Saw an episode of the Dog Whisperer concerning this. When you first enter your home, ignore the dog. Do not give him/her any attention until they are relaxed and no longer excited.

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May 5, 20100 found this helpful

Get her fixed no matter what the problem is with her peeing. You do not want a litter of puppies and then wonder what to do with them. All dogs should be fixed.

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May 6, 20100 found this helpful

Please don't ignore her; most puppies do this when excited. Don't worry, she'll soon grow out of it; just enjoy her:-))

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May 24, 20100 found this helpful

I had a Pomeranian who use to pee when people came in the room. This is a very submissive way of saying "please don't hurt me, I'm friendly". I would gently put my hand under her tummy and lift her tummy and that would make her stop peeing. It didn't take long for her to understand that no body was going to hurt her and she stopped peeing. Hope this helps.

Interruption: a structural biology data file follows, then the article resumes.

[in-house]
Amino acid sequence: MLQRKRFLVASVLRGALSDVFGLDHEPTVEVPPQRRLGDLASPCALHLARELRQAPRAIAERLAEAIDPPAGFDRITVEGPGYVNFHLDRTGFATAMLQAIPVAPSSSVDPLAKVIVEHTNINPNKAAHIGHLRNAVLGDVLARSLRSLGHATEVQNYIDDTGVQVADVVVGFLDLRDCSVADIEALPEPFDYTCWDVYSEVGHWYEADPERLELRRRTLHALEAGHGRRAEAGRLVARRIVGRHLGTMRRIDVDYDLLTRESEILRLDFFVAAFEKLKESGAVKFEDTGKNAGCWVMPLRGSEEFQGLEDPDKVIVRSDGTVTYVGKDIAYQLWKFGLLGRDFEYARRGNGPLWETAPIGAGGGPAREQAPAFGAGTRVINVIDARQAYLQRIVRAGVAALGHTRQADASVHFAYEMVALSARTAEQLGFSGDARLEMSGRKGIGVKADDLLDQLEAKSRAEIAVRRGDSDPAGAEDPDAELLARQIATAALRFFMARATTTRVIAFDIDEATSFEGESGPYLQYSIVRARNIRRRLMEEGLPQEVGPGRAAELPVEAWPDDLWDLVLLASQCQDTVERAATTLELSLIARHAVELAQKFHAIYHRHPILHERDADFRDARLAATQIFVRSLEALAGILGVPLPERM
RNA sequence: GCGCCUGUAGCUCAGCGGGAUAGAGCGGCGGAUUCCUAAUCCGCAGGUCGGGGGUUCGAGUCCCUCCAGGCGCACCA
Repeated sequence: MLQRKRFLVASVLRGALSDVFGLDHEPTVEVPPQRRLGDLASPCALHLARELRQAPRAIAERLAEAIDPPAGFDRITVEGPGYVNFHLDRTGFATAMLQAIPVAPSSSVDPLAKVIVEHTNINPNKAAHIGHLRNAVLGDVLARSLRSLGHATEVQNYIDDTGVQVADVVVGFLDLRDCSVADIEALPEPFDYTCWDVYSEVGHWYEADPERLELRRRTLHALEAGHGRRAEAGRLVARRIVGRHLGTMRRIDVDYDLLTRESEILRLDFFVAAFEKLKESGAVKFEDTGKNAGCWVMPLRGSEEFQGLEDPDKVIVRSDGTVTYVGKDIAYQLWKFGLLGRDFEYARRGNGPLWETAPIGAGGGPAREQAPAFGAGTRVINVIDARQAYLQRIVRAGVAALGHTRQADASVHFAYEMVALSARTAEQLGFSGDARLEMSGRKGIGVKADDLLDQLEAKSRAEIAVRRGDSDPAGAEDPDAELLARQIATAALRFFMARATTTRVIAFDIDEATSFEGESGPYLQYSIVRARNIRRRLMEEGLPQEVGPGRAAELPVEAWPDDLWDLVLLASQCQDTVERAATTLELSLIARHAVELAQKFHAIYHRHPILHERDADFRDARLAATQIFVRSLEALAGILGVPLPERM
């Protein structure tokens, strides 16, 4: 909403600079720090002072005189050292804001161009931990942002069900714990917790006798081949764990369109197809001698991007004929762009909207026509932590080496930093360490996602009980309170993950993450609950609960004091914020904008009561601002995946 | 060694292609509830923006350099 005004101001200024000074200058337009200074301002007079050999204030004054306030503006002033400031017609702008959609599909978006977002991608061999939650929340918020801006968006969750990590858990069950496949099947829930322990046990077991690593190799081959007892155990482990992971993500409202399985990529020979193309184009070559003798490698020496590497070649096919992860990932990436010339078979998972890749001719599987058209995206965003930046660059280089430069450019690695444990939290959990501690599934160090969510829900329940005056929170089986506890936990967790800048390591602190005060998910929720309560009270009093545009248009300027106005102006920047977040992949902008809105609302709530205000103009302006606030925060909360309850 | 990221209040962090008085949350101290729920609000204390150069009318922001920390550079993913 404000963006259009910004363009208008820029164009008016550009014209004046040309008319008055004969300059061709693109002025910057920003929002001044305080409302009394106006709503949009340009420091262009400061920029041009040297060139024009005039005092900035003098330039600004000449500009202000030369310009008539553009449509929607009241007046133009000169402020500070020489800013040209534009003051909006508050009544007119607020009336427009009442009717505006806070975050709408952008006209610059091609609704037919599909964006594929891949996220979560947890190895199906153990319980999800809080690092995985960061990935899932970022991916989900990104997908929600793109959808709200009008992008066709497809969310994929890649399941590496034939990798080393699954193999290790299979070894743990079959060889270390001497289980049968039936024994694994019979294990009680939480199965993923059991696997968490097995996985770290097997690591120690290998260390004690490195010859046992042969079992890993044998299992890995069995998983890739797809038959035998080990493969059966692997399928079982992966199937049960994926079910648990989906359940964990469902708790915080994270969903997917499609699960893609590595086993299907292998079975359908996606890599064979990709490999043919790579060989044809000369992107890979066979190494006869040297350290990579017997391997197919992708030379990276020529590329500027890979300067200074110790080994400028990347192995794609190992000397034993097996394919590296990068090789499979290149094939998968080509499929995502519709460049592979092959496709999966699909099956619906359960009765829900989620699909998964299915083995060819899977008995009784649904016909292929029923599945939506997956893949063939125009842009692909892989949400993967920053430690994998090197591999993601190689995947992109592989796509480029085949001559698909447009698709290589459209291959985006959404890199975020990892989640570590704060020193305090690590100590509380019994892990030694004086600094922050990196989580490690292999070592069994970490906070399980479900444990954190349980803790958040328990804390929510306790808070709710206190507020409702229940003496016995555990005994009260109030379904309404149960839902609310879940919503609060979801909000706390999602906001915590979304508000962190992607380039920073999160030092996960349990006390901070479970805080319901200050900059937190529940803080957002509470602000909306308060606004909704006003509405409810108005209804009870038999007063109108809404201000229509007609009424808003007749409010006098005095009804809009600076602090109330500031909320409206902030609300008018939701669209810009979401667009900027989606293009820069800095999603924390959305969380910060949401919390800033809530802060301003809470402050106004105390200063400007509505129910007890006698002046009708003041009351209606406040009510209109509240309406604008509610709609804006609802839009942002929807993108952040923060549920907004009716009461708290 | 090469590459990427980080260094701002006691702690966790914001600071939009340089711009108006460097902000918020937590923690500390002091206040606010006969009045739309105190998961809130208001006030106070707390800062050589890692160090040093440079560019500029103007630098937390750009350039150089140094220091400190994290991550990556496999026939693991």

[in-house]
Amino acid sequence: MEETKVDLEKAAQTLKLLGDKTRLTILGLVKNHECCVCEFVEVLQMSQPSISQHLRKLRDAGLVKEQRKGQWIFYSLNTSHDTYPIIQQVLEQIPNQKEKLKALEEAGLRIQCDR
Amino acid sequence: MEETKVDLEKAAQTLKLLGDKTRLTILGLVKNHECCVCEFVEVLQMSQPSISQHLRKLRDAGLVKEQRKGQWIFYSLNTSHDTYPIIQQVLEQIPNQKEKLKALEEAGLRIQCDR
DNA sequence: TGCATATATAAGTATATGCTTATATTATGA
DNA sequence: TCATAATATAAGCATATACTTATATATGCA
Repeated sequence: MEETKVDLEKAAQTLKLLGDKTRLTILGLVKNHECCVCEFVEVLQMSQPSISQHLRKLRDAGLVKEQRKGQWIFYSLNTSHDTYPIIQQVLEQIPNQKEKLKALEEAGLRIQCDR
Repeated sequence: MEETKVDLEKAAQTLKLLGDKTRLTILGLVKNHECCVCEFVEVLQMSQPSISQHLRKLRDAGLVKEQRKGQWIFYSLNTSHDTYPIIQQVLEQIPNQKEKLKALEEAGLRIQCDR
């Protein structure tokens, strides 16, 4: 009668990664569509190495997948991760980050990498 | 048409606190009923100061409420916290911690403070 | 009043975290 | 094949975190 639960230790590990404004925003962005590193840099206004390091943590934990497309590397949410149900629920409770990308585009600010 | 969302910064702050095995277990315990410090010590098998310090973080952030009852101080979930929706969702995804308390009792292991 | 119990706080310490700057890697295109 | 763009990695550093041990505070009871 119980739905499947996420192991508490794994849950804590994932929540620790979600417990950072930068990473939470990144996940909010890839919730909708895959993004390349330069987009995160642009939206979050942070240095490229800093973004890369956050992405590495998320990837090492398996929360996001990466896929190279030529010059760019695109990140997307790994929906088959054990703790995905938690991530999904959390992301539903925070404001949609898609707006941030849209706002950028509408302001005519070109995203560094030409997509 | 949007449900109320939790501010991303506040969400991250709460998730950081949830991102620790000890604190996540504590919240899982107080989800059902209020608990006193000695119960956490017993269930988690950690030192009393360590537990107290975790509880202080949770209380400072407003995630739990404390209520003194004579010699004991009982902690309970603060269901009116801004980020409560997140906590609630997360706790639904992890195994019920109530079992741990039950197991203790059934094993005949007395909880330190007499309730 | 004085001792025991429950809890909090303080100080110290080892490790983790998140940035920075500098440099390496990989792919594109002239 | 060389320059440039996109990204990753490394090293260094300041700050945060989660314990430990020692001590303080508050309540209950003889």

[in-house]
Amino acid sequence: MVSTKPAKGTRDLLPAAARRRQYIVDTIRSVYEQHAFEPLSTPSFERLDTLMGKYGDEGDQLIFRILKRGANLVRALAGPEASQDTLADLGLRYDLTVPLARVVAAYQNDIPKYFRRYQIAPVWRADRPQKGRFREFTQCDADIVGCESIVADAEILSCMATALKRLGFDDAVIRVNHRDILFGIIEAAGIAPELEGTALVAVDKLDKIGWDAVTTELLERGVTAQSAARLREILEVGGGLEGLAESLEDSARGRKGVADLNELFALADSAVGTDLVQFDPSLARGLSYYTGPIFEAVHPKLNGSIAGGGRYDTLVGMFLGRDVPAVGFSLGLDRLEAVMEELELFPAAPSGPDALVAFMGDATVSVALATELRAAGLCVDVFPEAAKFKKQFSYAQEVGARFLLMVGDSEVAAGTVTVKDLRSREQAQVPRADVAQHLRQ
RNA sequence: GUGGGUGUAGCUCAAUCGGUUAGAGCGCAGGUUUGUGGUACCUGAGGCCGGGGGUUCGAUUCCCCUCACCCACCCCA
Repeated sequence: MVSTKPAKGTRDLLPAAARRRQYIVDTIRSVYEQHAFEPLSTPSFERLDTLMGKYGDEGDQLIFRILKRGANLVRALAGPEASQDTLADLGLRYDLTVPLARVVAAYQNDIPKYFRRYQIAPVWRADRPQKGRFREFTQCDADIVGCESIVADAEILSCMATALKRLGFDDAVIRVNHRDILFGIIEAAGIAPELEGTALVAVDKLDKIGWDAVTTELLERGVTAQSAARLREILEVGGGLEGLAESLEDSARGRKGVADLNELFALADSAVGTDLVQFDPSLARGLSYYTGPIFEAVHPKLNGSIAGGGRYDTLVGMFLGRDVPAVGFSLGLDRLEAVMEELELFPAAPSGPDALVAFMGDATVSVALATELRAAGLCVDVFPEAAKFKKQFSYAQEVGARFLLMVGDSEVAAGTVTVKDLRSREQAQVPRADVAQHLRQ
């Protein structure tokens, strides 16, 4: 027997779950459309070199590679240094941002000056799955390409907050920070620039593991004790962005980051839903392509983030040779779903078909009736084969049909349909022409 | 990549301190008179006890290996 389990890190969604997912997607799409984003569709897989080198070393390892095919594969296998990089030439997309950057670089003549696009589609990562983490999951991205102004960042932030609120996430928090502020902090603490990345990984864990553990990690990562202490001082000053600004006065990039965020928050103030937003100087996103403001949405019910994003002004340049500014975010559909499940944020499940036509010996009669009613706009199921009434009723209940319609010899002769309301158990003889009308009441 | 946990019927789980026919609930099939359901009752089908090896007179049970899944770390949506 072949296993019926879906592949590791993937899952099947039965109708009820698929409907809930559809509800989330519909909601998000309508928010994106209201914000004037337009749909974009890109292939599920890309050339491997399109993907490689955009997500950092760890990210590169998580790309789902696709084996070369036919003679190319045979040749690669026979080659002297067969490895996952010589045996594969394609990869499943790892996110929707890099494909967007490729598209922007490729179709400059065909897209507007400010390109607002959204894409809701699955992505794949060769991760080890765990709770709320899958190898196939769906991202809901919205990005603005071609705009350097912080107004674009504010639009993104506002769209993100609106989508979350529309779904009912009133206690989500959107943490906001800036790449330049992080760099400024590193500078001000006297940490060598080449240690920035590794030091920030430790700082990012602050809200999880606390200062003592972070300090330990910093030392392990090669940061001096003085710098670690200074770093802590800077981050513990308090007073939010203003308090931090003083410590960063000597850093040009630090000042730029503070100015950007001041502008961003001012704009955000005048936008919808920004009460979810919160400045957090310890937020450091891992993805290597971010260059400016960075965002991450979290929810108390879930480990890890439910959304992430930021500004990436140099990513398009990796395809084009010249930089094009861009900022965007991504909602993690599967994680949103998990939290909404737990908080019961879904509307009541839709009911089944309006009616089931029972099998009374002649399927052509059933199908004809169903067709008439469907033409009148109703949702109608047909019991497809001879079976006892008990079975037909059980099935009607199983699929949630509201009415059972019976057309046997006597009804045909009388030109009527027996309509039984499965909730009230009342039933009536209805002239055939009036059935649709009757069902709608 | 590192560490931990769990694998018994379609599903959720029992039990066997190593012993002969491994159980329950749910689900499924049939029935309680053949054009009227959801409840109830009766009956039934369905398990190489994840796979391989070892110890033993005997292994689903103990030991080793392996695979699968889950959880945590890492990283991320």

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By 0 found this helpful
August 16, 2011

Is it normal for a Jack Russell to pee when excited? He will pee if you pet him or even talk to him. I do not know what to do, and we have carpet in the house. He jumps on the bed when the grandsons come over and pees on the bed, and gets on the furniture and pees too, what can I do? I love him to pieces but am so very frustrated

By Cindy B

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August 17, 20110 found this helpful

He is showing submission when he does this. They do make doggy diapers if all else fails.

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August 17, 20110 found this helpful

My little Pomeranian use to pee when anyone would come into the room. This is a dog's way of saying "I'm friendly, please don't hurt me." When my little pom would start to pee I would gently put my hand on her tummy, and lift her tummy. She would stop peeing. Do not use words, just stay very calm because dogs pick up on your energy.

Do not scold your dog cause that will make matters worse. She quickly learned that no body was going to her, and she stopped peeing.

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August 17, 20110 found this helpful